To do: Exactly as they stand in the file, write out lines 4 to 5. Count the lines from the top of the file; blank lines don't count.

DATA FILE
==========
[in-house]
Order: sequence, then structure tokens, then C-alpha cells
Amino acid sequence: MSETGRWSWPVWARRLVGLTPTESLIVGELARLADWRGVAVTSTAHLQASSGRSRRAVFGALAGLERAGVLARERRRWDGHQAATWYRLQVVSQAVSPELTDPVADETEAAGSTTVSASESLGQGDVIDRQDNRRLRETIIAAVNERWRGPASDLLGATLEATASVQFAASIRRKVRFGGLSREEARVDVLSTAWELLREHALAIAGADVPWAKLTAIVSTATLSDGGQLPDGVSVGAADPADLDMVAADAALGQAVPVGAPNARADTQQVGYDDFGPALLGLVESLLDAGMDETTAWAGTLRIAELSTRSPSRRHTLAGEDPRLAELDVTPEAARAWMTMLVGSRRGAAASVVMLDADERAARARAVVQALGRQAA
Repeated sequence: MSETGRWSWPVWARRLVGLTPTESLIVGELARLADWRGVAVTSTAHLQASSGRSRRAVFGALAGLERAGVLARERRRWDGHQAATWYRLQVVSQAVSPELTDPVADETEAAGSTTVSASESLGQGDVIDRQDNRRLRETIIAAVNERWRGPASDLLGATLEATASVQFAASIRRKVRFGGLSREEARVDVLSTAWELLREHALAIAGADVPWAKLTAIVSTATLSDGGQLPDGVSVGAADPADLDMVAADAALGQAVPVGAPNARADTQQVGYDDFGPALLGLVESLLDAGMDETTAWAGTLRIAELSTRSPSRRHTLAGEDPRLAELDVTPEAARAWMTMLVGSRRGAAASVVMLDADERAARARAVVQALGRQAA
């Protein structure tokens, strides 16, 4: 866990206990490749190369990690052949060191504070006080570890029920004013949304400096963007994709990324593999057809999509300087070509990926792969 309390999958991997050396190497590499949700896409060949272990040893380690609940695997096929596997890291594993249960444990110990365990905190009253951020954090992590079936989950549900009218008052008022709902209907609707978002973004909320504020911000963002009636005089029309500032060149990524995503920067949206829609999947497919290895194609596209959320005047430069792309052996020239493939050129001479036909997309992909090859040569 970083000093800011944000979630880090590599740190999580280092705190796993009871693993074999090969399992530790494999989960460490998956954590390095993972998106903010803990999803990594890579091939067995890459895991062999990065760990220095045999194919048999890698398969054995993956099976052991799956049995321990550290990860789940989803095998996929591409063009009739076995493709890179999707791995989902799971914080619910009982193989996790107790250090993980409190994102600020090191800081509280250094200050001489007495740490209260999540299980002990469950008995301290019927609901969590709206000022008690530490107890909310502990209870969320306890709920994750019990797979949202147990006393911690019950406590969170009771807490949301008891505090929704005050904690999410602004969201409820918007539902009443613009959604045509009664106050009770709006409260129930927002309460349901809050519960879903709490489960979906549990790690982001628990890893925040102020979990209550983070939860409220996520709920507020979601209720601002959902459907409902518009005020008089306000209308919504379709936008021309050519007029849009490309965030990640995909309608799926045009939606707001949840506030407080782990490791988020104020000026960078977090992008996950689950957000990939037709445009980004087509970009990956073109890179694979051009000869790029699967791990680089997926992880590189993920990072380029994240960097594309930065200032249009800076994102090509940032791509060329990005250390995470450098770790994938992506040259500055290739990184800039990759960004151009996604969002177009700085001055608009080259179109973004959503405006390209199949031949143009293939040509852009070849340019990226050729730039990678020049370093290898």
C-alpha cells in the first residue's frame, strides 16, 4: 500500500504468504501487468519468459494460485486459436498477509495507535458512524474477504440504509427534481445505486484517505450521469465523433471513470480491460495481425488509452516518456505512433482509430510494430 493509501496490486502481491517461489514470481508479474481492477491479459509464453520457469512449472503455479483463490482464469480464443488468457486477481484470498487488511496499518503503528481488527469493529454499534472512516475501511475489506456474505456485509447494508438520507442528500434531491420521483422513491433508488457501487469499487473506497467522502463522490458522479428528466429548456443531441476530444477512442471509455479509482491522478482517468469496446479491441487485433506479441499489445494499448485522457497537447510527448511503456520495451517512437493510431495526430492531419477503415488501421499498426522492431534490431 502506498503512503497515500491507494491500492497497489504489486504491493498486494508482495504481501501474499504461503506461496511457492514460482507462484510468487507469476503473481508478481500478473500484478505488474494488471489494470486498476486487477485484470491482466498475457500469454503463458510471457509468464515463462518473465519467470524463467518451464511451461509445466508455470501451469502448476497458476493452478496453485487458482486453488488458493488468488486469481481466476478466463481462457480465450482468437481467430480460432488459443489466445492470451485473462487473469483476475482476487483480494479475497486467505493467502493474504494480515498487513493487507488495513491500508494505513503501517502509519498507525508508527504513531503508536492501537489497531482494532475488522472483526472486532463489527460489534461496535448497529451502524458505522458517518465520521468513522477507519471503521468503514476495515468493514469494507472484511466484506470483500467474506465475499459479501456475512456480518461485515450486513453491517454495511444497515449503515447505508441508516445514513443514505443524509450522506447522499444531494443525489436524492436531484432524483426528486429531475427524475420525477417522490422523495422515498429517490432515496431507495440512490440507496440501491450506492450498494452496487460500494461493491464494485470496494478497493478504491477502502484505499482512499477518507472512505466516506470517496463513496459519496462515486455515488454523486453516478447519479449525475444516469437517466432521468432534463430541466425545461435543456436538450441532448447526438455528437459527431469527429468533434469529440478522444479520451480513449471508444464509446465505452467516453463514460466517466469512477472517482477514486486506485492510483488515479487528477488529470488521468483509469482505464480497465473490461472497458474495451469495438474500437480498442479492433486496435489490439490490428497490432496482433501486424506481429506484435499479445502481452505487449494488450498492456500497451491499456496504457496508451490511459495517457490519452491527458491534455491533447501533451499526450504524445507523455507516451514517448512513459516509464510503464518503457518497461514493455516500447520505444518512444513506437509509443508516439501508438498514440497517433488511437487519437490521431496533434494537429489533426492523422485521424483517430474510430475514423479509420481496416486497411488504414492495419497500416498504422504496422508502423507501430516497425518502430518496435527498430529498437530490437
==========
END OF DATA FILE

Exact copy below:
Repeated sequence: MSETGRWSWPVWARRLVGLTPTESLIVGELARLADWRGVAVTSTAHLQASSGRSRRAVFGALAGLERAGVLARERRRWDGHQAATWYRLQVVSQAVSPELTDPVADETEAAGSTTVSASESLGQGDVIDRQDNRRLRETIIAAVNERWRGPASDLLGATLEATASVQFAASIRRKVRFGGLSREEARVDVLSTAWELLREHALAIAGADVPWAKLTAIVSTATLSDGGQLPDGVSVGAADPADLDMVAADAALGQAVPVGAPNARADTQQVGYDDFGPALLGLVESLLDAGMDETTAWAGTLRIAELSTRSPSRRHTLAGEDPRLAELDVTPEAARAWMTMLVGSRRGAAASVVMLDADERAARARAVVQALGRQAA
């Protein structure tokens, strides 16, 4: 866990206990490749190369990690052949060191504070006080570890029920004013949304400096963007994709990324593999057809999509300087070509990926792969 309390999958991997050396190497590499949700896409060949272990040893380690609940695997096929596997890291594993249960444990110990365990905190009253951020954090992590079936989950549900009218008052008022709902209907609707978002973004909320504020911000963002009636005089029309500032060149990524995503920067949206829609999947497919290895194609596209959320005047430069792309052996020239493939050129001479036909997309992909090859040569 970083000093800011944000979630880090590599740190999580280092705190796993009871693993074999090969399992530790494999989960460490998956954590390095993972998106903010803990999803990594890579091939067995890459895991062999990065760990220095045999194919048999890698398969054995993956099976052991799956049995321990550290990860789940989803095998996929591409063009009739076995493709890179999707791995989902799971914080619910009982193989996790107790250090993980409190994102600020090191800081509280250094200050001489007495740490209260999540299980002990469950008995301290019927609901969590709206000022008690530490107890909310502990209870969320306890709920994750019990797979949202147990006393911690019950406590969170009771807490949301008891505090929704005050904690999410602004969201409820918007539902009443613009959604045509009664106050009770709006409260129930927002309460349901809050519960879903709490489960979906549990790690982001628990890893925040102020979990209550983070939860409220996520709920507020979601209720601002959902459907409902518009005020008089306000209308919504379709936008021309050519007029849009490309965030990640995909309608799926045009939606707001949840506030407080782990490791988020104020000026960078977090992008996950689950957000990939037709445009980004087509970009990956073109890179694979051009000869790029699967791990680089997926992880590189993920990072380029994240960097594309930065200032249009800076994102090509940032791509060329990005250390995470450098770790994938992506040259500055290739990184800039990759960004151009996604969002177009700085001055608009080259179109973004959503405006390209199949031949143009293939040509852009070849340019990226050729730039990678020049370093290898």